Part of this is the fact that charging stations aren’t anywhere near as easy to find as gas stations just yet. Another part is that it takes between 30-60 minutes to get a decent recharge into any electric motorcycle, and that’s often not time that we have.
This means we have to plan our trips to include time to recharge.
Range anxiety on the Harley-Davidson LiveWire is complicated further because the indicated range fluctuates a lot when you’re on hilly roads.
At one point, when going downhill, my estimated range left was 140 miles (~200 kms).
Then I hit some uphill and it dropped to 50 miles (80 kms). Such a shocking jump!
Both range estimates were right in their moment, but the fact that it jumped so much was jarring.
You can view the range of an electric motorcycle as a hindrance — which it is — or you can embrace the complexity of range estimation as part of the personality of a motorcycle. Some motorcycles have soul because they go slow, or overheat, or blow up sometimes, or vibrate a lot. The Harley-Davidson LiveWire needs to eat light snacks frequently.
In general… I love the Harley-Davidson LiveWire. But would I buy it now? Probably not.
The main reasons I won’t now buy a Harley-Davidson LiveWire — aside from the fact that I’m finishing this article during the COVID-19 pandemic when recreational riding and even commuting are minimised — are
- The rate of improvement of electric vehicles is very high. Just looking at Zero’s development over the years, motorcycles got about 10% more powerful and 10% more range every year.
- I don’t like to buy new. You can only get Harley-Davidson LiveWire motorcycles new (for now), as few people are selling them. I have never bought a new motorcycle. They tend to lose 20% of their value just from walking out the dealership door, so that’s a non-starter for me.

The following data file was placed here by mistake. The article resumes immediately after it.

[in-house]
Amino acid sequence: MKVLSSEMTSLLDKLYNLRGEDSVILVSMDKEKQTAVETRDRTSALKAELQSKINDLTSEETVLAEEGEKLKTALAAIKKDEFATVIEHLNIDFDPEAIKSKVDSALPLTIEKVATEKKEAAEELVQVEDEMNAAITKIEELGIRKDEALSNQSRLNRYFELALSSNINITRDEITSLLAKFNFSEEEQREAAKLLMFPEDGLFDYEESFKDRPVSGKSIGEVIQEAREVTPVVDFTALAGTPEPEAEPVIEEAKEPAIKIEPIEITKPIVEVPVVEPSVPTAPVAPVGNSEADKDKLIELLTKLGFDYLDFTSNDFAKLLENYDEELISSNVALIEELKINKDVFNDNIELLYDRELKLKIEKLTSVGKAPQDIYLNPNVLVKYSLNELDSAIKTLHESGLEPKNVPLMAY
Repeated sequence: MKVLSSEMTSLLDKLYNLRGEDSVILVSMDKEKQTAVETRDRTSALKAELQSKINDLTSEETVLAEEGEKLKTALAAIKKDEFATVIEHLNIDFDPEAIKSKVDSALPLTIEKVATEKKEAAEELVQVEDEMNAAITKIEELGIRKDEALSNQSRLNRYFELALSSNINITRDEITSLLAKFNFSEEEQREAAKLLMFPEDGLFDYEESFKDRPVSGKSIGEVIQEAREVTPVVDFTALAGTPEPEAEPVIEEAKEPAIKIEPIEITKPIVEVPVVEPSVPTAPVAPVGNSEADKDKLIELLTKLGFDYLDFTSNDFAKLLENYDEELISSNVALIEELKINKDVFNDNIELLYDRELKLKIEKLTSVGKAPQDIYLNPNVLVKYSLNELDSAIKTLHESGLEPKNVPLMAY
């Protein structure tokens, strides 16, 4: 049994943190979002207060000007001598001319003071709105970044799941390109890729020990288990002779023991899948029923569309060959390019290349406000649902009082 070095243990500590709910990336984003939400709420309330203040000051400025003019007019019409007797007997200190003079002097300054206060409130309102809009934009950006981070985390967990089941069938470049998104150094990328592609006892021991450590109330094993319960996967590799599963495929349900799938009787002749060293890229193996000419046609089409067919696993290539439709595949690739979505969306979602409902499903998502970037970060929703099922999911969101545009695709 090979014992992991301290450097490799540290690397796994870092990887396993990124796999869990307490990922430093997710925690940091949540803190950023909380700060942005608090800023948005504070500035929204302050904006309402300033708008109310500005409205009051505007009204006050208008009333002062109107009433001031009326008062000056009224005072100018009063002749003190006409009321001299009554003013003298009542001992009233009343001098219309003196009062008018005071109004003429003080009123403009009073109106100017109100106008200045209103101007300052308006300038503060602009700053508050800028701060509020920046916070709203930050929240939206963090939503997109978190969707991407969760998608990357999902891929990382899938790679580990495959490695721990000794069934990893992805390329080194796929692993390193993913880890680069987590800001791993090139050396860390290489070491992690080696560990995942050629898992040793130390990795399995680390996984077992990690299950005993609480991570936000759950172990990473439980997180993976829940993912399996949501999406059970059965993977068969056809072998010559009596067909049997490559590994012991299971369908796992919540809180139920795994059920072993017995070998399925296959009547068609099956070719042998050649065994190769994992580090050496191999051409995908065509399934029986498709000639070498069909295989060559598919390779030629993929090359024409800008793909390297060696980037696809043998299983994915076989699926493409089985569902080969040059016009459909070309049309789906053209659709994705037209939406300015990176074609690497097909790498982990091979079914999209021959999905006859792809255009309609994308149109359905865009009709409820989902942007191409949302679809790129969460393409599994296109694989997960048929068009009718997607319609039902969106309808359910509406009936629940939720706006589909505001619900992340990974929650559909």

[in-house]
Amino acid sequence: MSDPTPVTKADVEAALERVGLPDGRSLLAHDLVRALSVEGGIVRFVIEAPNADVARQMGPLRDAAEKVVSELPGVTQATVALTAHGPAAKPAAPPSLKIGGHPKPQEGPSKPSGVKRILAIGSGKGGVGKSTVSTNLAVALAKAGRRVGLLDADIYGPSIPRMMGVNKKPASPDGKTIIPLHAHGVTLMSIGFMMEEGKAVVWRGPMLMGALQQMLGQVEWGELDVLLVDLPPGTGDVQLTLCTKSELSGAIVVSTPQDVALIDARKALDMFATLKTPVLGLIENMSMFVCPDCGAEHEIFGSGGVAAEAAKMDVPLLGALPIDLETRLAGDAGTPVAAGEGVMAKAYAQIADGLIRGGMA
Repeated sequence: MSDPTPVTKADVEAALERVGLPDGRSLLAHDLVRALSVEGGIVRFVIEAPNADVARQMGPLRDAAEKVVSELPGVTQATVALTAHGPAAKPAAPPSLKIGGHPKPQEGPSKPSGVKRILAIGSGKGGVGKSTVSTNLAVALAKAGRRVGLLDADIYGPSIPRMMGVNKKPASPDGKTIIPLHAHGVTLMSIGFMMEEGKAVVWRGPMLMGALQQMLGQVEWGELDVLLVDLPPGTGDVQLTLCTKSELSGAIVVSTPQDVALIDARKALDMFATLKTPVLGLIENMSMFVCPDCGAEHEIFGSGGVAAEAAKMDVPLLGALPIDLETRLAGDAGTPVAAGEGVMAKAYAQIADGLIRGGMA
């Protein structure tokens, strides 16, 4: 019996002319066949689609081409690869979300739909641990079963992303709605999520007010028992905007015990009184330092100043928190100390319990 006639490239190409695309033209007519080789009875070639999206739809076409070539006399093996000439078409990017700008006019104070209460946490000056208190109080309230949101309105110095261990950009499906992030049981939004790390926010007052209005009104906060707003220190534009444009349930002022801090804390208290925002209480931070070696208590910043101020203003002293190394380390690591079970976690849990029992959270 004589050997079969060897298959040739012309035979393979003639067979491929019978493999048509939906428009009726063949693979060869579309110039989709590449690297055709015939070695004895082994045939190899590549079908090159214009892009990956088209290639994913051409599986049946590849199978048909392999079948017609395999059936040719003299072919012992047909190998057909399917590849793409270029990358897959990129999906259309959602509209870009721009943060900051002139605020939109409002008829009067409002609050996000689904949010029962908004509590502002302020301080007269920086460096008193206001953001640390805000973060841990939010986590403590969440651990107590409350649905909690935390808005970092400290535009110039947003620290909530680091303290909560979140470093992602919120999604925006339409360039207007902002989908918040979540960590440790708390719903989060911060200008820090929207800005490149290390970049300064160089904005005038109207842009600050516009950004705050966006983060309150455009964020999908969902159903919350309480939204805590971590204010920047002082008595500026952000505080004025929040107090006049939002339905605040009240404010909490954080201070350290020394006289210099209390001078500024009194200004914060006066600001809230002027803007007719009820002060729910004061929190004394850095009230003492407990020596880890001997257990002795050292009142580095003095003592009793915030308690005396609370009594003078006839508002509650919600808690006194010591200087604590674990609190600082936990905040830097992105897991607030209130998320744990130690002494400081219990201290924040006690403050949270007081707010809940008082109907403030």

- Prices drop on electric motorcycles faster than regular motorcycles. This is because of the compound effect of the improvement with new vehicles and general depreciation on used motorcycles. This is alleviated somewhat by the Harley-Davidson brand — but still, old Sportsters are much cheaper than new ones, even when low mileage.
Another reason is quite personal to me. I got into motorcycles not because of the riding, but because I was fascinated by the complexity of internal combustion engines. Knowing how they work and working on them is, to me, like being a watchmaker — a participant in an ageing industry that’s becoming an art form.
I didn’t choose motorcycling as a practical choice. I chose it because it’s fun. The insanity of a huge ICE underneath me is part of that fun.
We won’t have ICE engines forever. Even if we do, in 20-50 years they’ll be considered curiosities, like steam engines are today. It’s fun for me to be involved in that.
Electric motors are the future, but for now, their convenience and superiority is actually a turn-off for me.